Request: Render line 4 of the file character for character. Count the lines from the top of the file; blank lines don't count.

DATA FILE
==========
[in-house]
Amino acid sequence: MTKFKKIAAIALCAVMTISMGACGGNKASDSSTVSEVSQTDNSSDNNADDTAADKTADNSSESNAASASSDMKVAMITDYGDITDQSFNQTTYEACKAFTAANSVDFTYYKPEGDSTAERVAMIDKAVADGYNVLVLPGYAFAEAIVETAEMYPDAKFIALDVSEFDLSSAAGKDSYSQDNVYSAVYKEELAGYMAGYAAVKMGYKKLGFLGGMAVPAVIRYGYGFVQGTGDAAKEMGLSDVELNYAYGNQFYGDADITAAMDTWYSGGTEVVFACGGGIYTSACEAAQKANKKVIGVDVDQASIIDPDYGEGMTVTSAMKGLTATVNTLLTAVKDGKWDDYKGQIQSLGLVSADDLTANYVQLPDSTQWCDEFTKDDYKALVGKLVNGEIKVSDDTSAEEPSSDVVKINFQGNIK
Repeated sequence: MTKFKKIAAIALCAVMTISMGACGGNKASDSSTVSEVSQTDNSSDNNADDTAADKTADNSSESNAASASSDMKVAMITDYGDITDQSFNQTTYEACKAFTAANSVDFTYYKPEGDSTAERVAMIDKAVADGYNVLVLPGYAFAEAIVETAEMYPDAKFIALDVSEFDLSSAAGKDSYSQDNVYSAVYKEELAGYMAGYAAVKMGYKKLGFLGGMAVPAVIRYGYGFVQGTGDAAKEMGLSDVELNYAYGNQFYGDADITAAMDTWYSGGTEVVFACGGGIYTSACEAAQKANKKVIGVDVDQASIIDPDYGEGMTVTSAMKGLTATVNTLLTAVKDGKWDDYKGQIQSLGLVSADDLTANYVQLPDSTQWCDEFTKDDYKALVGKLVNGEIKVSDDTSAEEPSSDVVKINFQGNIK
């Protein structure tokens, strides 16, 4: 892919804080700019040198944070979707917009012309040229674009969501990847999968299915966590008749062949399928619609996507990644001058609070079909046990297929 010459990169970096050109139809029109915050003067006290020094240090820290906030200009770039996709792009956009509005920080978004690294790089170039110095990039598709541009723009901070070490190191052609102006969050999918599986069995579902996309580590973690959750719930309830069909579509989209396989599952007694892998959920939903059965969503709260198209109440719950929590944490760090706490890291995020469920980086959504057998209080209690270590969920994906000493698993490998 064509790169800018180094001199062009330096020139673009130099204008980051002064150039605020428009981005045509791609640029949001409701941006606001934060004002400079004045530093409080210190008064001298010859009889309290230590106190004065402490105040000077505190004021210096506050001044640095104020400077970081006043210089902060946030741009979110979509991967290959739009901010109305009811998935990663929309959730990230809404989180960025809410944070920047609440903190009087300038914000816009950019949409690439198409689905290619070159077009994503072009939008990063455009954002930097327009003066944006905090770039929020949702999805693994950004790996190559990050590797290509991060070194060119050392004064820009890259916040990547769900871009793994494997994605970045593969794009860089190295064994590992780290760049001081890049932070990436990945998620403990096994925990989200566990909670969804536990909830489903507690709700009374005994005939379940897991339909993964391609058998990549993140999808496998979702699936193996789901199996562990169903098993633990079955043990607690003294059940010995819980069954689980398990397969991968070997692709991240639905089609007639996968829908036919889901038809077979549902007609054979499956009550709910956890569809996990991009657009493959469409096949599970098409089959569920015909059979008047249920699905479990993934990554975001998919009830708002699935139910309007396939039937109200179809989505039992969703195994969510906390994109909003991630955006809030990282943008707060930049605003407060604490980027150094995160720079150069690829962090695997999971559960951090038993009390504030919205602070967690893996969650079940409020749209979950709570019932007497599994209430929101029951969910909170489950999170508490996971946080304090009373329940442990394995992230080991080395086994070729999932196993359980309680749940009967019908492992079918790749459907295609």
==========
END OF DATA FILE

């Protein structure tokens, strides 16, 4: 892919804080700019040198944070979707917009012309040229674009969501990847999968299915966590008749062949399928619609996507990644001058609070079909046990297929 010459990169970096050109139809029109915050003067006290020094240090820290906030200009770039996709792009956009509005920080978004690294790089170039110095990039598709541009723009901070070490190191052609102006969050999918599986069995579902996309580590973690959750719930309830069909579509989209396989599952007694892998959920939903059965969503709260198209109440719950929590944490760090706490890291995020469920980086959504057998209080209690270590969920994906000493698993490998 064509790169800018180094001199062009330096020139673009130099204008980051002064150039605020428009981005045509791609640029949001409701941006606001934060004002400079004045530093409080210190008064001298010859009889309290230590106190004065402490105040000077505190004021210096506050001044640095104020400077970081006043210089902060946030741009979110979509991967290959739009901010109305009811998935990663929309959730990230809404989180960025809410944070920047609440903190009087300038914000816009950019949409690439198409689905290619070159077009994503072009939008990063455009954002930097327009003066944006905090770039929020949702999805693994950004790996190559990050590797290509991060070194060119050392004064820009890259916040990547769900871009793994494997994605970045593969794009860089190295064994590992780290760049001081890049932070990436990945998620403990096994925990989200566990909670969804536990909830489903507690709700009374005994005939379940897991339909993964391609058998990549993140999808496998979702699936193996789901199996562990169903098993633990079955043990607690003294059940010995819980069954689980398990397969991968070997692709991240639905089609007639996968829908036919889901038809077979549902007609054979499956009550709910956890569809996990991009657009493959469409096949599970098409089959569920015909059979008047249920699905479990993934990554975001998919009830708002699935139910309007396939039937109200179809989505039992969703195994969510906390994109909003991630955006809030990282943008707060930049605003407060604490980027150094995160720079150069690829962090695997999971559960951090038993009390504030919205602070967690893996969650079940409020749209979950709570019932007497599994209430929101029951969910909170489950999170508490996971946080304090009373329940442990394995992230080991080395086994070729999932196993359980309680749940009967019908492992079918790749459907295609």